Another source of credit risk is the use of derivatives to manage the market and liquidity risks associated with WATC’s funding activities. However, collateral posting arrangements with derivative counterparties allow WATC to reduce this credit risk to minimal levels.
The global credit environment continued to present concerns in 2016/17. Systemic risk continued to build in China as corporate and sub-sovereign debt levels rose, capital exited the country and foreign currency reserves declined. It is unclear how these systemic imbalances will be resolved in the longer-term. The credit environment stabilised in most other Asian economies. The European credit environment improved, with the resolution of several distressed banks in Italy and Spain and a further bailout of the Greek government. Systemic risk, however, remains in parts of the Eurozone, and Brexit could be an additional destabilising influence. The US banking system is now relatively robust and the expected normalisation of US interest rates has not caused any significant credit issues to date.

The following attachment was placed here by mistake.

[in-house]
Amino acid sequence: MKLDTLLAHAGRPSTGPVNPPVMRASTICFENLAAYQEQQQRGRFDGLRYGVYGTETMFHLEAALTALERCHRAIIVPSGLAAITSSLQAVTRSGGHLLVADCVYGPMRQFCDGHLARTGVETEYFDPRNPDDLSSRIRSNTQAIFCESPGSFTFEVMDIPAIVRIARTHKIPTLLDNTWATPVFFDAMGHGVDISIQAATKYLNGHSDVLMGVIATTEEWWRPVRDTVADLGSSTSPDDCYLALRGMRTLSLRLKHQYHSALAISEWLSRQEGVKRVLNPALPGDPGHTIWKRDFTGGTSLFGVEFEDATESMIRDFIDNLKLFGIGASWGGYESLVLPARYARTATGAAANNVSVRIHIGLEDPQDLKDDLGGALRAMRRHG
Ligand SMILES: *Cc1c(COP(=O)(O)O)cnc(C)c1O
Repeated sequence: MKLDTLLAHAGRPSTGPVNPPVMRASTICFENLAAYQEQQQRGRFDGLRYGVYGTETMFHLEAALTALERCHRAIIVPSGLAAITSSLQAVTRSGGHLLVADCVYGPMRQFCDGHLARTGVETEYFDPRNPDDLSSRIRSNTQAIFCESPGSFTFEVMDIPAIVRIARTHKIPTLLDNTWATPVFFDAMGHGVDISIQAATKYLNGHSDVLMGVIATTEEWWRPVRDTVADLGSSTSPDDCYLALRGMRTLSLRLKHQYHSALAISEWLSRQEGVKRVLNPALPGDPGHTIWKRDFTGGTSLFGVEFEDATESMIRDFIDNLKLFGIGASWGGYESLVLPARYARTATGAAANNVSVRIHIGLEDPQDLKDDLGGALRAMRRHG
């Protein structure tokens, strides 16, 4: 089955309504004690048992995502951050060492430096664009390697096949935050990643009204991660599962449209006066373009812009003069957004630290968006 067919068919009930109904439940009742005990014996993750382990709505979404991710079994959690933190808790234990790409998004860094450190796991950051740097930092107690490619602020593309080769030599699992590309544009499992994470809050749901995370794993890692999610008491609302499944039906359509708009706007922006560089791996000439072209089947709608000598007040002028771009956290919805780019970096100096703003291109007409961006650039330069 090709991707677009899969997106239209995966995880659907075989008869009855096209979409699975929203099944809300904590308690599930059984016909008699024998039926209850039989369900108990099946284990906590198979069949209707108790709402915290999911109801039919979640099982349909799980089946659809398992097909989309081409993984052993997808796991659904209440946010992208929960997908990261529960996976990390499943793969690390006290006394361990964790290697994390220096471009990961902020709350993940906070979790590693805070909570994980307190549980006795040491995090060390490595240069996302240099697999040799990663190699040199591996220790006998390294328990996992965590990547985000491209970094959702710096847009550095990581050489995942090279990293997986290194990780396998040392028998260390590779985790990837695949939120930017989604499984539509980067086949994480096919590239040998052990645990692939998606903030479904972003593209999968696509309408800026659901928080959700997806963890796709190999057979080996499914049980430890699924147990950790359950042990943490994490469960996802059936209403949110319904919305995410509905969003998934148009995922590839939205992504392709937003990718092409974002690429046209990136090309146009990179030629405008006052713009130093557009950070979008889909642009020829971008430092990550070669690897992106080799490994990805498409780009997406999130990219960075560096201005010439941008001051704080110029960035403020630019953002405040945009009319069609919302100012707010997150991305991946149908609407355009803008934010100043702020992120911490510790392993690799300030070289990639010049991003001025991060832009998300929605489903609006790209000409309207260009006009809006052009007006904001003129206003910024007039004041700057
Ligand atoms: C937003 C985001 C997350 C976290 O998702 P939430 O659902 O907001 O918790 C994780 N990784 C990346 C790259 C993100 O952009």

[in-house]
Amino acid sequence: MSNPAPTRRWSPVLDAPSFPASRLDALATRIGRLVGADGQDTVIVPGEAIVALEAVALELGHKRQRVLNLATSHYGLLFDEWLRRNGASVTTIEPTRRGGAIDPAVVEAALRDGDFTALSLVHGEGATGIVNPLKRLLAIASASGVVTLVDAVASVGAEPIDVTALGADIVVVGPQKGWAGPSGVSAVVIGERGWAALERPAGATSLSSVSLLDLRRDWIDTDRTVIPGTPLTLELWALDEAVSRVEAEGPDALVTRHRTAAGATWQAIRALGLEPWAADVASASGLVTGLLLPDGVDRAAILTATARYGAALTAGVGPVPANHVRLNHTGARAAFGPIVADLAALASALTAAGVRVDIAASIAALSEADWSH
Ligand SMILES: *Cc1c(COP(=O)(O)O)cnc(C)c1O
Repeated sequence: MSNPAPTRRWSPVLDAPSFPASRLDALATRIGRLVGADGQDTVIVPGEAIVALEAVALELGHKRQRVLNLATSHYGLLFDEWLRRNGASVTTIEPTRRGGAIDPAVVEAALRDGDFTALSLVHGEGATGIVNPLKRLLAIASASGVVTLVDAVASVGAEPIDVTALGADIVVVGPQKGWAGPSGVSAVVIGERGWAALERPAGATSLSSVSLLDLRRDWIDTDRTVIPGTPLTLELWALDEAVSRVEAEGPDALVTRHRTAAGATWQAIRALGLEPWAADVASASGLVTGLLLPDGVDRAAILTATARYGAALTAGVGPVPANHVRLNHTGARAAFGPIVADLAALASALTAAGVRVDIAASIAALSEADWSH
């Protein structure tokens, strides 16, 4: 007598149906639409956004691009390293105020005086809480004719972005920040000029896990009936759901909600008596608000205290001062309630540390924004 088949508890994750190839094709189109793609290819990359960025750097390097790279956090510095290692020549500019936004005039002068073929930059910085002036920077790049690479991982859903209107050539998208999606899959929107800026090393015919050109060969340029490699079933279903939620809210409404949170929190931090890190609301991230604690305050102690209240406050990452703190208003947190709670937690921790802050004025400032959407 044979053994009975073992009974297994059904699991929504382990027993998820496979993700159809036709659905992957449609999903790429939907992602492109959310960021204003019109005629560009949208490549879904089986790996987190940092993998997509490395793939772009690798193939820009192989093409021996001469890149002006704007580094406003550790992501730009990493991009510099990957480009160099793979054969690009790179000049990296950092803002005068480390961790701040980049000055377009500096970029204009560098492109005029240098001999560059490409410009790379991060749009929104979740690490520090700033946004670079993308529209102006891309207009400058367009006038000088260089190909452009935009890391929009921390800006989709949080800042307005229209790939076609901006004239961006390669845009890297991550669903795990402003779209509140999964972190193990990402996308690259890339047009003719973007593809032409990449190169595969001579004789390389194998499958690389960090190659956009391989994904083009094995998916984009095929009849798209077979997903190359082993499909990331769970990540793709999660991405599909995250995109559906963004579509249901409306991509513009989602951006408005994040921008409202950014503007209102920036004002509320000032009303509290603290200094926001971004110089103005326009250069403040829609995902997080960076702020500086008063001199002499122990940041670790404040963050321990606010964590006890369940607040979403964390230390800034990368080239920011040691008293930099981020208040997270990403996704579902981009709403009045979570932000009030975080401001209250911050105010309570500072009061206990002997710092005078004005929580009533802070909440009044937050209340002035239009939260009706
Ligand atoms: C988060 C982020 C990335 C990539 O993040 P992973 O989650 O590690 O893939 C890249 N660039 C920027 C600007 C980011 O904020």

Australia’s household debt levels continued to rise against a background of weak income growth. While this has yet to flow through to impairment rates in the banking system, arrears did increase, indicating that the national credit environment may be deteriorating. The Australian banking system, however, does maintain capital levels that should be able to withstand a cyclical upswing in impairment rates. Effective macro-prudential actions will likely be required to constrain household debt levels in the longer-term.
In this environment, WATC’s credit risk management remained focused on:
During 2016/17, of WATC’s 73 bank and government counterparties, 14 suffered downgrades by Moody’s or Standard & Poor’s and nine were upgraded. No counterparty failed to meet its financial obligations to WATC.
WATC’s exposure to market risk arises primarily from movements in interest rates on borrowing, lending and hedging instruments. Exposure to foreign exchange is minimised through hedging of all overseas borrowings. WATC’s market risk controls are primarily based on Board-approved daily value at risk (VaR) limits and are complemented by regular portfolio stress testing analysis.